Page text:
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BA/BSc Honours Degree and teaching

Discussion in 'Primary' started by behindprivateeyes, Dec 5, 2011.

  1. If you were thinking of becoming an Early Years practitioner than this is possible but best to speak to university departments. If Primary, it is worth asking some headteachers how they feel as PGCE versus degree.
  2. HotChoca

    HotChoca New commenter

    Thanks. I contacted a few teacher training places and got mixed responses, so I've gone for the safer option and picked a NC subject (Science)
  3. modgepodge

    modgepodge Established commenter

    Some of the best primary training providers don't give a s*** about national curriculum subject degrees, and IMO rightly so. I can do science up to A level....how would doing it at degree level help me teach 11 year olds? Or EYFS children (which I assume you're interested in as you mention early childhood studies). If you want to do secondary, that's different, obviously. Personally I think having a great understanding of early childhood development would be infinitely more helpful than the ability to do degree level science if you want to teach young children.
    I went to Oxford Brookes for my PGCE, people in my group had degrees in: psychology (me), early childhood studies, law, business, english literature, HR, sociology - all sorts! I also had an interview at Reading prior to Brookes and they were happy with my degree. In fact it wasn't until I started on the course that I even found out some unis demandeed a NC subject.
    My understanding of psycholgoy has helped me understand autism, dyslexia and other developmental disorders. The biological part of my degree has not helped me in teaching at all.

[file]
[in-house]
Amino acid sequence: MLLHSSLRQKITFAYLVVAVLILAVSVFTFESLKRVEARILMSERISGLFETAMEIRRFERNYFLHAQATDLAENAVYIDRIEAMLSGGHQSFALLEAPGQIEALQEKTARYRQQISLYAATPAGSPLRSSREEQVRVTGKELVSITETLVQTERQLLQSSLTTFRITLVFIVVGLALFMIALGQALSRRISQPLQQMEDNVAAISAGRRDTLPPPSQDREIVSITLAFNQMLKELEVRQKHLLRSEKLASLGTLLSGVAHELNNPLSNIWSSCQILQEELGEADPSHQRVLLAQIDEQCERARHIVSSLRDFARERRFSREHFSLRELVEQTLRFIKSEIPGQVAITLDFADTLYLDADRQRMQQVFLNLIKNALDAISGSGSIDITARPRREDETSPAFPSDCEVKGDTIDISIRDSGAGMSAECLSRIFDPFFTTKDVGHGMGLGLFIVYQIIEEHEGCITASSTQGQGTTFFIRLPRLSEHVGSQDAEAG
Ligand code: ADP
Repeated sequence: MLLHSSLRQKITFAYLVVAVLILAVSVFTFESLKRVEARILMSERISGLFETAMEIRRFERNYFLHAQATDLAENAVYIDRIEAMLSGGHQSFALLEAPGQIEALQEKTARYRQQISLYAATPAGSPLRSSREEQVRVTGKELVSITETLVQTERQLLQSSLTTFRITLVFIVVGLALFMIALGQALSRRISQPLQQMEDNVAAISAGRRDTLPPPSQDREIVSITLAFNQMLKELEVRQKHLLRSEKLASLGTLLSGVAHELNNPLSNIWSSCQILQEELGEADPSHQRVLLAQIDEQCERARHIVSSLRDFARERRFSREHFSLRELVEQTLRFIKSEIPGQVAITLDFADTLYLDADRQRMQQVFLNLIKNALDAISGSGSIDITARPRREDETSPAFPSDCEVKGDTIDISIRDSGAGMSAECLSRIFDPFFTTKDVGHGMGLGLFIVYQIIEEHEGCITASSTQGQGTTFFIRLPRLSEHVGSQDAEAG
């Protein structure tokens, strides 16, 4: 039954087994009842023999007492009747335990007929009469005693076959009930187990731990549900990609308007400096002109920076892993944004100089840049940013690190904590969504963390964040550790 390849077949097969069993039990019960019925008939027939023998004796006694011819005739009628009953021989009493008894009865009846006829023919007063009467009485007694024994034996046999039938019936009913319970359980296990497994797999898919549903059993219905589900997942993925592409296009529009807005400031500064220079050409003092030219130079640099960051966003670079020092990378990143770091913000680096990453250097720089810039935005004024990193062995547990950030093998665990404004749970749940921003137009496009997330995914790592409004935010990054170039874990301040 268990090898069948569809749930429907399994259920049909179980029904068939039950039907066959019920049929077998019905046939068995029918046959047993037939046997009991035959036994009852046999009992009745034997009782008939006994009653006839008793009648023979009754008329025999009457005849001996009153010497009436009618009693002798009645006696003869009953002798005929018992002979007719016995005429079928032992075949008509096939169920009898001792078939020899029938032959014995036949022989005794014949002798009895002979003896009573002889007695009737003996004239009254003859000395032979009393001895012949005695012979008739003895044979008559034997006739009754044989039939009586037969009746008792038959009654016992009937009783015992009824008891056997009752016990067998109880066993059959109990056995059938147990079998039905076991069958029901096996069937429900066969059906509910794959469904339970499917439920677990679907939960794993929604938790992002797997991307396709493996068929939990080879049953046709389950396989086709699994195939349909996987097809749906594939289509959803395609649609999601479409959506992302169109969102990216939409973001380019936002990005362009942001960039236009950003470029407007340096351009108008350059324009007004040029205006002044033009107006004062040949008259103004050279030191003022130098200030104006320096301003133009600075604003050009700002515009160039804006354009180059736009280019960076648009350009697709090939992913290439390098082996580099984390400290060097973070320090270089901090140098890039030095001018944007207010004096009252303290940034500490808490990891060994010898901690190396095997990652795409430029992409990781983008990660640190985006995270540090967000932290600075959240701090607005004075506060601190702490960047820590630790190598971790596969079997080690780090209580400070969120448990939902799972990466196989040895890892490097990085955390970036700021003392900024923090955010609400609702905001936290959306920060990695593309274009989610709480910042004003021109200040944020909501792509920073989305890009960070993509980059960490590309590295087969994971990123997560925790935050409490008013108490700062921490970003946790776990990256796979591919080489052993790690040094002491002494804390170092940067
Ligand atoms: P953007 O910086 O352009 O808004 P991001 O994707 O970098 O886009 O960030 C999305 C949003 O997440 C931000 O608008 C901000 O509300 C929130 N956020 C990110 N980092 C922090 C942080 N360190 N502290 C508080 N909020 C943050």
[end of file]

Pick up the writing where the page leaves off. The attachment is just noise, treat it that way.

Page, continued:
Go for the childhood studies if that's what you want :) No point spending 3 years studying for a degree you're not that interested in!

  4. I'm a primary teacher in my third year of teaching. I had a social work diploma and did two top-up modules at level 3 with the Open University. I chose both modules because they were convenient, and all I wanted were the bits of paper that got me the degree and enabled me to teach. The degree I came out with was a BSc Hons in Health and Social Care. Not at all national curriculum subjects.

    I can't recommend the OU highly enough - they were fantastic. With both modules, I learned a HUGE amount, and even though I only wanted the bit of paper for the certificate, I actually got FAR FAR more. I did have the discussion about the relevance of my degree with my school, but it was short, didn't cause any problems, and has never been mentioned since. I don't know what degrees most of my colleagues have - once you have the job, the daily knowledge of all subjects at primary level is what counts, and that is a very different skill indeed to the initial degree.

    So, choose what you WANT to spend time and money studying, and yes, I thoroughly recommend the OU in every way possible.

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